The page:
He also singled out Clay and Dilworth, suggesting they will have to show restraint on the type of agenda the two want to put forward.

The results likely ended the political career of two incumbents in Nuttall and Small who finished outside the top six in seventh and eighth place respectively.

When asked about the results, Nuttall suggested negative campaigning by candidates had an impact.

“I think the NDP, union money, endorsements all worked,” he said.

However, Nuttall said he’s not disappointed, adding he has no intention to run again in four years.

“I lost an election but I won my freedom,” he said, adding he ran for a fourth term to see the official community plan through to the future.

Despite the loss, Nuttall wished most of the council well, and was glad to see Clay, Dilworth, Lahti and Glumac back on council.

As for Small, she said she had no explanation for the results on Saturday.

She also said she would not run again in four years, noting the expense of the campaign out of her own pocket running as an independent.

Small also thanked the voters and offered her thoughts on the new council.

She suggested the new council will not work well together.

Glumac, who topped the polls with 4,493 votes, said he ran a clean campaign focused on his accomplishments in the last terms and his visions for the next.

He said he’s also excited about the new council, suggesting the make up reflects a younger demographic moving to Port Moody.

Glumac also suggested voters were not interested in the divisiveness that followed the election campaign and believes council can leave it behind for this term.

“At the end of day we all respect each other and can all work well together,” he said.

Diana Dilworth finished second with 3,916, and quickly lamented the loss of Nuttall and Small, suggesting they made significant contributions to the city while on council.

Still, the long-time councillor was upbeat about the new-look council.

“This is an exciting time in Port Moody and this is an exciting council,” Dilworth said.

Zoe Royer, who finished third in the polls with 3,658 votes, said she was proud of her campaign despite what she called attacks and adversity.

She also said the majority of those elected will treat everyone around the council table with respect and work together for the community.

Lahti, a former councillor, finished in fourth place with 3,481 votes, Junker finished in fifth place with 3,362 votes and Vagramov finished in sixth with 3,285 votes.

Voter numbers were also up in the City of the Arts with 7,813 votes cast, for a 35-per-cent turnout.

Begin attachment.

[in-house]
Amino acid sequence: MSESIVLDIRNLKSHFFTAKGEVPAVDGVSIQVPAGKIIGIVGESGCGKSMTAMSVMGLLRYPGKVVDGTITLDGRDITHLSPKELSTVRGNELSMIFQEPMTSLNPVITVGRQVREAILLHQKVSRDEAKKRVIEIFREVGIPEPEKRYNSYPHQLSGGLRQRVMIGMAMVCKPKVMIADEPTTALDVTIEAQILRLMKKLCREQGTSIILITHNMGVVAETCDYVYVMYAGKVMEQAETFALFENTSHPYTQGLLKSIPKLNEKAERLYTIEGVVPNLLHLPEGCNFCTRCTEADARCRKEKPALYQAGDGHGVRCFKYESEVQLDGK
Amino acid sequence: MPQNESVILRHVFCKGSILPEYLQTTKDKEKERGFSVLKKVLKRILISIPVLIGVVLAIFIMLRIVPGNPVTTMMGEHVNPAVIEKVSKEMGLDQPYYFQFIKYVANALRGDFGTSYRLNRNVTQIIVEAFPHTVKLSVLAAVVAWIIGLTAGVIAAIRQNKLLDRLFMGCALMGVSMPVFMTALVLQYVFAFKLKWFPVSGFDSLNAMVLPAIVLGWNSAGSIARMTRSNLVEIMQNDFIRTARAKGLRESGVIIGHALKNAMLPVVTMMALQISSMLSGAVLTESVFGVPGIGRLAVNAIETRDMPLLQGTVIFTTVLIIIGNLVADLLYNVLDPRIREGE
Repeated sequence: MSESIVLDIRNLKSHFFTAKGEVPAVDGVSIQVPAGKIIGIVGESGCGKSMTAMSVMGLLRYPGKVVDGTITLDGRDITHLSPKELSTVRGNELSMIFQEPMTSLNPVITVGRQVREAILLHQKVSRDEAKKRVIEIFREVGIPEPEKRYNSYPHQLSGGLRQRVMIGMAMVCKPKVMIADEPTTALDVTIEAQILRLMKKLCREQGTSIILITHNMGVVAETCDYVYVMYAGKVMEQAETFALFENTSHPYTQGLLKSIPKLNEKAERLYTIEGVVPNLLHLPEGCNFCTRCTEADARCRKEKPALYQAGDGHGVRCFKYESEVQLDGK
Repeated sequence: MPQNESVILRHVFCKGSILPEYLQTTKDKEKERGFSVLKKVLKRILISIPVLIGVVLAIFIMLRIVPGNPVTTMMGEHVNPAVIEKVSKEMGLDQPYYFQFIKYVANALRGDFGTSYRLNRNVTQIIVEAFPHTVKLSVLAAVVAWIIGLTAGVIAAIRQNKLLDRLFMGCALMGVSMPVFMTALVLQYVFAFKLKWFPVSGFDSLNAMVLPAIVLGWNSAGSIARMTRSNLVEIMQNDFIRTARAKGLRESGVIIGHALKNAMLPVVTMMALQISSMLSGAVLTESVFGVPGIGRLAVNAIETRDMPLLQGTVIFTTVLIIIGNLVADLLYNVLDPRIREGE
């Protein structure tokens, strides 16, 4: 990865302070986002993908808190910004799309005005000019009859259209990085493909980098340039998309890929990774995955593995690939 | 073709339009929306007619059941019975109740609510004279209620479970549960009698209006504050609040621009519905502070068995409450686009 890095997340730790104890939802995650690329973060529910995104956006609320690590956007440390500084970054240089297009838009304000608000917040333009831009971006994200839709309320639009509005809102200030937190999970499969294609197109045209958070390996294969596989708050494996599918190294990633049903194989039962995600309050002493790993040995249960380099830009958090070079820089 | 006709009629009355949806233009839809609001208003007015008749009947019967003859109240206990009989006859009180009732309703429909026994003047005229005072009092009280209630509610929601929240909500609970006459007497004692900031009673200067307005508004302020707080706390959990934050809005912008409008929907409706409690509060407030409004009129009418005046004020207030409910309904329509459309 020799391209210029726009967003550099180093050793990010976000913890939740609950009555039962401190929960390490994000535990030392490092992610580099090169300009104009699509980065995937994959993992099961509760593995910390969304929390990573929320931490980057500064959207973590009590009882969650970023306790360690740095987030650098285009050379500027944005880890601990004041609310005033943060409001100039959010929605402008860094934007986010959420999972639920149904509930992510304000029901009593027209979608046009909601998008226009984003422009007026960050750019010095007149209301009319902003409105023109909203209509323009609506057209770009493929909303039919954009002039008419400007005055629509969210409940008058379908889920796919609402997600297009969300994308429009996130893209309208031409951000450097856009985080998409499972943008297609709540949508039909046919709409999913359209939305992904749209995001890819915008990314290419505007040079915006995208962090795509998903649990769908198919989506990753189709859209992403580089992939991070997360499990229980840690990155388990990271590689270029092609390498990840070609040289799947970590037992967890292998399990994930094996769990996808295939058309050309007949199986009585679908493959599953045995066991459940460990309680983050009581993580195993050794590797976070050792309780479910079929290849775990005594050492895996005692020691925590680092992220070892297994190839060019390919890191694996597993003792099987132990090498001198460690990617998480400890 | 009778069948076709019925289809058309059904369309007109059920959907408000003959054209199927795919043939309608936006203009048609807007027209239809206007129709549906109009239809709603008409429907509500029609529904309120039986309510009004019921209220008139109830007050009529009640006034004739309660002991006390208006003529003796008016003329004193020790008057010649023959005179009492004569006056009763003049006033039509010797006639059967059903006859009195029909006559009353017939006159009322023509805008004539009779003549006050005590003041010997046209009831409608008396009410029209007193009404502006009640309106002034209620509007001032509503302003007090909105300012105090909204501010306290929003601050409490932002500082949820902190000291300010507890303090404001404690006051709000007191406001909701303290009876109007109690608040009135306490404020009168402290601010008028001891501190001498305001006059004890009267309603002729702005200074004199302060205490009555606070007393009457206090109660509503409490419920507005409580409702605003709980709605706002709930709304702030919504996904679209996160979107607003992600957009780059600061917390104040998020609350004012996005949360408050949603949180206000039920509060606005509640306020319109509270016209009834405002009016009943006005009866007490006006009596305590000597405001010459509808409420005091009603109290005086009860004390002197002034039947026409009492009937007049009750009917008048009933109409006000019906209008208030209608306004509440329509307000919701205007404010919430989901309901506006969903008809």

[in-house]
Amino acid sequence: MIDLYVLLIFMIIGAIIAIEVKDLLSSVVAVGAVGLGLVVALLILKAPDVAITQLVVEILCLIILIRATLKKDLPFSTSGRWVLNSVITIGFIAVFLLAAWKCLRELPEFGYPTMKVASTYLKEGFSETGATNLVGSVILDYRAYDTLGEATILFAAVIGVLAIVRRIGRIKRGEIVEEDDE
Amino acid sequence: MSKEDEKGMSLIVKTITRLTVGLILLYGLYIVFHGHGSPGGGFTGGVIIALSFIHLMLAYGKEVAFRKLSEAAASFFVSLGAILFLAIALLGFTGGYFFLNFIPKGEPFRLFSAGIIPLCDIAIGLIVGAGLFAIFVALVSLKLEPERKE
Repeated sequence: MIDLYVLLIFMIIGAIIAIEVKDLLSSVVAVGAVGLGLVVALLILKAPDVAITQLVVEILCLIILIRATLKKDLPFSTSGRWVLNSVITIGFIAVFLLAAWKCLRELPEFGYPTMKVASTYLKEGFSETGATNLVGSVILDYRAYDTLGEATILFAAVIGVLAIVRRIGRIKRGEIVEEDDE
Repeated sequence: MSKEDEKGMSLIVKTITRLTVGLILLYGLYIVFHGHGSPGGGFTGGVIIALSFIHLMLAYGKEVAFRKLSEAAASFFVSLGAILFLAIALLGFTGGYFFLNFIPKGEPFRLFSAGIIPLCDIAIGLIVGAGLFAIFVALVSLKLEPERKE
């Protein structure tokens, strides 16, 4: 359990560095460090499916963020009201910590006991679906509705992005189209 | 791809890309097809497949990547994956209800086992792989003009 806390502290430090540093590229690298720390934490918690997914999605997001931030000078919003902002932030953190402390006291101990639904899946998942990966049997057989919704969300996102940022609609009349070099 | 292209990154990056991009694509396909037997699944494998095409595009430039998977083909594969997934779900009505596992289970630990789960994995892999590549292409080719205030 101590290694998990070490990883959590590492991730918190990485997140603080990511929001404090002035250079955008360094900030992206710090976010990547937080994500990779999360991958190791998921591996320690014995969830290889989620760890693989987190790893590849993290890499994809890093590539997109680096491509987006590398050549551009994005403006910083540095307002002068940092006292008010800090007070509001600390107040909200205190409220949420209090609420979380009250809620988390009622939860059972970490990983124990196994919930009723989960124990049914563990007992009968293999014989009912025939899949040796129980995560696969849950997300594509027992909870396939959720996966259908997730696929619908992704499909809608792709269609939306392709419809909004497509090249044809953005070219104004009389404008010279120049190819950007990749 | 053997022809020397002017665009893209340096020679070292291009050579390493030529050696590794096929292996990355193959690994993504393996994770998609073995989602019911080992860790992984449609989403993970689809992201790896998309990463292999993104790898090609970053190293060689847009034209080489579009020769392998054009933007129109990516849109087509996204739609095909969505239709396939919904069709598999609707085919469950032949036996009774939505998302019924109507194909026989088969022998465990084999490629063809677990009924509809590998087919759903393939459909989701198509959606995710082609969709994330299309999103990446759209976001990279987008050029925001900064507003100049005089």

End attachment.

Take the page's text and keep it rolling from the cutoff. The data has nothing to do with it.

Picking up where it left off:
The turnout in 2011 was 26 per cent.


ELECTION 2014: Port Moody council eager to get on with city business
by Sarah Payne – The Tri-City News, posted Nov 18, 2014

A hard-fought campaign in Port Moody brought out more voters than in previous elections, knocking out two incumbents in the process and bringing in one of the youngest politicians in the city’s history.

It also returned Mayor Mike Clay to the corner office, where he’s looking forward to continuing council’s work of the past three years and implementing many of the projects and events that were suggested through the city’s latest Ipsos-Reid poll.

“People really want more festivals and activities… so we’re trying to get more community-based events going on,” Clay told The Tri-City News. “A lot of work has happened but the events haven’t taken place yet, and I hope we don’t lose that.”

Clay is also anticipating more focus on integrating the Evergreen Line into the community and following up on the official community plan with an updated zoning bylaw, transportation plan and parks and recreation plan.

What he doesn’t expect to happen is re-opening the OCP.

“I’m taking it as my mandate that [voters] are generally supportive of the OCP, though I understand the concerns people have with the speed of growth and traffic congestion we’ve had in the past.

“That’s not what this one is about — it’s about slow, controlled growth that would be turned down if it ever got to a point where it was causing problems, but left flexible and adaptable for when we have opportunities.”

Clay’s challenger, former city manager Gaetan Royer, finished just over 800 votes shy of the win after a campaign that focused on re-opening the OCP.

He declined to be interviewed Monday but sent a response to one of five emailed questions, saying, “Only two of the council members who voted in favour of the official community plan are returning to council.”

He added it is “now near certain that the plan will be amended and that makes the whole campaign effort worthwhile for me. Considering that one candidate campaigned against ‘Metrotownification,’ his win… sums up the biggest issue of the election: Thousands of residents expect a more modest plan that respects Moody Centre’s character.”

Royer led what many considered a five-member slate, backed by NDP MP Fin Donnelly, from which three candidates were elected — incumbents Rick Glumac and Zoe Royer as well as newcomer Barbara Junker.

In fact, Glumac drew the most votes of all candidates, topping the polls with 4,493 votes to surpass Clay’s 4,261 votes.